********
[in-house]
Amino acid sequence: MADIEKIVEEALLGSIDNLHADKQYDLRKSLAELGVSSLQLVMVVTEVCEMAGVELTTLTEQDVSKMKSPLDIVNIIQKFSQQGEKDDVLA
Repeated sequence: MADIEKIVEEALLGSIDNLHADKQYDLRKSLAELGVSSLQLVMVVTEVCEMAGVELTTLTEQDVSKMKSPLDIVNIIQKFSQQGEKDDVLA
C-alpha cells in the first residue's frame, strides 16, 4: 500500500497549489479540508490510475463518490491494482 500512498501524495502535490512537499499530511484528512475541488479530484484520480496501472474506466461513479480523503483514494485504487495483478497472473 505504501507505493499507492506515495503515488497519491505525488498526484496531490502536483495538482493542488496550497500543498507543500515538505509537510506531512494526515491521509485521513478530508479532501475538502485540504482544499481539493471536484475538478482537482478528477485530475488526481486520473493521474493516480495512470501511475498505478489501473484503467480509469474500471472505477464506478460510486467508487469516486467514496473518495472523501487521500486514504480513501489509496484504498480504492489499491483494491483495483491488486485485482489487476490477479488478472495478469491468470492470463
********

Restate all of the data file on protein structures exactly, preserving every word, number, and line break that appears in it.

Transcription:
[in-house]
Amino acid sequence: MADIEKIVEEALLGSIDNLHADKQYDLRKSLAELGVSSLQLVMVVTEVCEMAGVELTTLTEQDVSKMKSPLDIVNIIQKFSQQGEKDDVLA
Repeated sequence: MADIEKIVEEALLGSIDNLHADKQYDLRKSLAELGVSSLQLVMVVTEVCEMAGVELTTLTEQDVSKMKSPLDIVNIIQKFSQQGEKDDVLA
C-alpha cells in the first residue's frame, strides 16, 4: 500500500497549489479540508490510475463518490491494482 500512498501524495502535490512537499499530511484528512475541488479530484484520480496501472474506466461513479480523503483514494485504487495483478497472473 505504501507505493499507492506515495503515488497519491505525488498526484496531490502536483495538482493542488496550497500543498507543500515538505509537510506531512494526515491521509485521513478530508479532501475538502485540504482544499481539493471536484475538478482537482478528477485530475488526481486520473493521474493516480495512470501511475498505478489501473484503467480509469474500471472505477464506478460510486467508487469516486467514496473518495472523501487521500486514504480513501489509496484504498480504492489499491483494491483495483491488486485485482489487476490477479488478472495478469491468470492470463